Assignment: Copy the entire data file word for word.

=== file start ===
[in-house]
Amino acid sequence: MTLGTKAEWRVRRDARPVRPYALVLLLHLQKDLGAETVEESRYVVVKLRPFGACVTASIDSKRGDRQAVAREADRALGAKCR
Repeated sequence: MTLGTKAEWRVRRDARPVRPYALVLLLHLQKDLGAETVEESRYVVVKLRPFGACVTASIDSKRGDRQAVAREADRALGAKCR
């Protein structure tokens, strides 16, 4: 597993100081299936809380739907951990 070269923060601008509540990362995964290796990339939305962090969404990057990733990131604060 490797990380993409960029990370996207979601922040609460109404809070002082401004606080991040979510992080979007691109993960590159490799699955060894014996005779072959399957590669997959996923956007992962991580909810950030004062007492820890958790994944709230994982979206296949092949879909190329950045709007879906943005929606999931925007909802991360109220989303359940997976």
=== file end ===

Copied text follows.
[in-house]
Amino acid sequence: MTLGTKAEWRVRRDARPVRPYALVLLLHLQKDLGAETVEESRYVVVKLRPFGACVTASIDSKRGDRQAVAREADRALGAKCR
Repeated sequence: MTLGTKAEWRVRRDARPVRPYALVLLLHLQKDLGAETVEESRYVVVKLRPFGACVTASIDSKRGDRQAVAREADRALGAKCR
């Protein structure tokens, strides 16, 4: 597993100081299936809380739907951990 070269923060601008509540990362995964290796990339939305962090969404990057990733990131604060 490797990380993409960029990370996207979601922040609460109404809070002082401004606080991040979510992080979007691109993960590159490799699955060894014996005779072959399957590669997959996923956007992962991580909810950030004062007492820890958790994944709230994982979206296949092949879909190329950045709007879906943005929606999931925007909802991360109220989303359940997976």